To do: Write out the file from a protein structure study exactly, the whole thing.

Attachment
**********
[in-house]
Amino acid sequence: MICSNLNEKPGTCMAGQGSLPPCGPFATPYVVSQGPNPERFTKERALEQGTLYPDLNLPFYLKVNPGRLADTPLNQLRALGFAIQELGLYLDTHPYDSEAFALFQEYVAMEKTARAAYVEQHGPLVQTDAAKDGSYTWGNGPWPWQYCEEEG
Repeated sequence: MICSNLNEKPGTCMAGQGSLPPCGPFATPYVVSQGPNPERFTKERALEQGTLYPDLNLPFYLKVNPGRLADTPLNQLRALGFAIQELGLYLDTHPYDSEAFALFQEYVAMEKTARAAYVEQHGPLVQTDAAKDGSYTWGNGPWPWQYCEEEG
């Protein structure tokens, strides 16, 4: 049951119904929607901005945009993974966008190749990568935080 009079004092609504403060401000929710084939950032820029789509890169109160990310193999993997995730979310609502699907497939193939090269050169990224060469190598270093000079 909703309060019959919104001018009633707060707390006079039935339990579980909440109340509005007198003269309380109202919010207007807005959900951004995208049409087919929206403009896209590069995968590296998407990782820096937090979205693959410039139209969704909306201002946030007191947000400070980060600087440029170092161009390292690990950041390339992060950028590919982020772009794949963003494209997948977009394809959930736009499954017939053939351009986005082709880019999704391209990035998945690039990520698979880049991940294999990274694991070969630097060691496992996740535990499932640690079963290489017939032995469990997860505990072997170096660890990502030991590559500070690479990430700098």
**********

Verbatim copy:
[in-house]
Amino acid sequence: MICSNLNEKPGTCMAGQGSLPPCGPFATPYVVSQGPNPERFTKERALEQGTLYPDLNLPFYLKVNPGRLADTPLNQLRALGFAIQELGLYLDTHPYDSEAFALFQEYVAMEKTARAAYVEQHGPLVQTDAAKDGSYTWGNGPWPWQYCEEEG
Repeated sequence: MICSNLNEKPGTCMAGQGSLPPCGPFATPYVVSQGPNPERFTKERALEQGTLYPDLNLPFYLKVNPGRLADTPLNQLRALGFAIQELGLYLDTHPYDSEAFALFQEYVAMEKTARAAYVEQHGPLVQTDAAKDGSYTWGNGPWPWQYCEEEG
């Protein structure tokens, strides 16, 4: 049951119904929607901005945009993974966008190749990568935080 009079004092609504403060401000929710084939950032820029789509890169109160990310193999993997995730979310609502699907497939193939090269050169990224060469190598270093000079 909703309060019959919104001018009633707060707390006079039935339990579980909440109340509005007198003269309380109202919010207007807005959900951004995208049409087919929206403009896209590069995968590296998407990782820096937090979205693959410039139209969704909306201002946030007191947000400070980060600087440029170092161009390292690990950041390339992060950028590919982020772009794949963003494209997948977009394809959930736009499954017939053939351009986005082709880019999704391209990035998945690039990520698979880049991940294999990274694991070969630097060691496992996740535990499932640690079963290489017939032995469990997860505990072997170096660890990502030991590559500070690479990430700098």